Figure 1: Reference Model for Mobile IP



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   In 3G networks, pilot signals from BSs allow the MN to obtain a rapid
   and accurate C/I (carrier to interference) estimate.  The MN measures
   the channel C/I from all the measurable pilot channels and requests a
   connection to the BS with the strongest pilot channel.  If this
   physical layer information such as the channel C/I can be used as a
   trigger for the handover of access routers when the MN is about to
   move to a new access provider network, faster and smoother handover
   of Mobile IPv6 can be realized.

   Figure 2 shows the protocol sequence from the attachment to the
   network to th Mobile IPv6 registration.  The MN first establishes a
   link-layer connection between itself and the access router.  As the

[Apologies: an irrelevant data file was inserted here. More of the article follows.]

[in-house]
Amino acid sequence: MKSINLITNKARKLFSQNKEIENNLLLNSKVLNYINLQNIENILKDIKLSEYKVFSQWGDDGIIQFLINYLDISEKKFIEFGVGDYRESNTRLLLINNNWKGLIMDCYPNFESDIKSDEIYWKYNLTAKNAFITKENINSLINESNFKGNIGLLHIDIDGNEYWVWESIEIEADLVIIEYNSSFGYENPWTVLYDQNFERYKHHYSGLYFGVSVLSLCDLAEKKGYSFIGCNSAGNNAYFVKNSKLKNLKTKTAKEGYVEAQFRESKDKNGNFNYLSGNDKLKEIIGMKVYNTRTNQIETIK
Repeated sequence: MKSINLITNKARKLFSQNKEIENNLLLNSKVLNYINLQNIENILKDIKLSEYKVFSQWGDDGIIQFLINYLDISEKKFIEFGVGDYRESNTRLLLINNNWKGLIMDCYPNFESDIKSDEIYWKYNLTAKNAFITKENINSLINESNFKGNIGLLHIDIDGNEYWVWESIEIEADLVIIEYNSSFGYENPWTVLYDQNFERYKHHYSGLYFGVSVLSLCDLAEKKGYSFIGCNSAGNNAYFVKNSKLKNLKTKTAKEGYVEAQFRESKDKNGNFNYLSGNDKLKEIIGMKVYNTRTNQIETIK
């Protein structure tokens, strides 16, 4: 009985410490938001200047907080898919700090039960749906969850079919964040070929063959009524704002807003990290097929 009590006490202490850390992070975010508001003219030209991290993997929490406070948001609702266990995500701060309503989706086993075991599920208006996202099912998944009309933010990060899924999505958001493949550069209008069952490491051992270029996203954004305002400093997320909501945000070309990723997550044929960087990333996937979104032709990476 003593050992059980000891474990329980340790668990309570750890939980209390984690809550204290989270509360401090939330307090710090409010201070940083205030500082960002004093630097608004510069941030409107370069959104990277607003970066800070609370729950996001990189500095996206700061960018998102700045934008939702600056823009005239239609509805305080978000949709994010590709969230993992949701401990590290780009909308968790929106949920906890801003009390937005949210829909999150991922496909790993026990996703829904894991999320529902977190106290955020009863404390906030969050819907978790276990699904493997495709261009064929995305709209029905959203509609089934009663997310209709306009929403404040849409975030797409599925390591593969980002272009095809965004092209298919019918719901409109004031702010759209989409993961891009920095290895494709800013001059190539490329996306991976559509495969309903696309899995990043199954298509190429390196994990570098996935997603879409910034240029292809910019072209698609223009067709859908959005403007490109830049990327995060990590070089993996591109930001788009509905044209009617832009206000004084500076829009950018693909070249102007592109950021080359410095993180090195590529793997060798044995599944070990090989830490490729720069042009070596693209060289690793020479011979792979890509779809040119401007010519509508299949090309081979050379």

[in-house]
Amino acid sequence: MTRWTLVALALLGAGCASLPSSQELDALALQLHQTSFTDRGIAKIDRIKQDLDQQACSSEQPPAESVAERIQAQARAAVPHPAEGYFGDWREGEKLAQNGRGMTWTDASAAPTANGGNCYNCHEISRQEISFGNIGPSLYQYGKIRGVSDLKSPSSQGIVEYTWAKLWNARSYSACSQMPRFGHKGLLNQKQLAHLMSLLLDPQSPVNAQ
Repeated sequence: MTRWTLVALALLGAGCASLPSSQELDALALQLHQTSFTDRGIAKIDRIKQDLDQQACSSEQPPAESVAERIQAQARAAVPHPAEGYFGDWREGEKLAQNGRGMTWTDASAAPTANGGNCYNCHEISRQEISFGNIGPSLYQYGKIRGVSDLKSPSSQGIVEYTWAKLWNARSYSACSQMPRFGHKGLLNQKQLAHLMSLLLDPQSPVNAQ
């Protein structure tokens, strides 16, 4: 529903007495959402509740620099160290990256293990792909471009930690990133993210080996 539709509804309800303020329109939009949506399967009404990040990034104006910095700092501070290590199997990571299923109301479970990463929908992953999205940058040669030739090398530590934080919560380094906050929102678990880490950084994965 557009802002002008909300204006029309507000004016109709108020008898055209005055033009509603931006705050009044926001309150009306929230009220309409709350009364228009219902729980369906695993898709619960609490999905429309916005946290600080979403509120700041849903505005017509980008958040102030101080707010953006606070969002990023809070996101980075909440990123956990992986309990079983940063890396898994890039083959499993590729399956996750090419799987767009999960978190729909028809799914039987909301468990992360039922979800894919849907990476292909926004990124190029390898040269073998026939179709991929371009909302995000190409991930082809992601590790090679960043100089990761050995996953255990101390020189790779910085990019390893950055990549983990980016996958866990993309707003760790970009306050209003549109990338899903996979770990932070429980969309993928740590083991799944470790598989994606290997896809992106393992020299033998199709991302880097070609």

link-layer protocol, PPP or RLP (Radio Link Protocol) can be
   considered and in this figure, a PPP handshake is depicted as an
   example.  Then the MN registers with the HA by sending a Binding
   Update message.  There are several parameters for using Mobile IPv6
   such as the home address (HoA), the care-of address (CoA), the home
   agent address (HA) and the home link prefix (HLP).  These addresses
   are required prior to sending a Binding Update and obtaining these
   values is called bootstrapping.  One such method is proposed in [5],
   where the bootstrapping information is obtained during the link-layer
   establishment phase.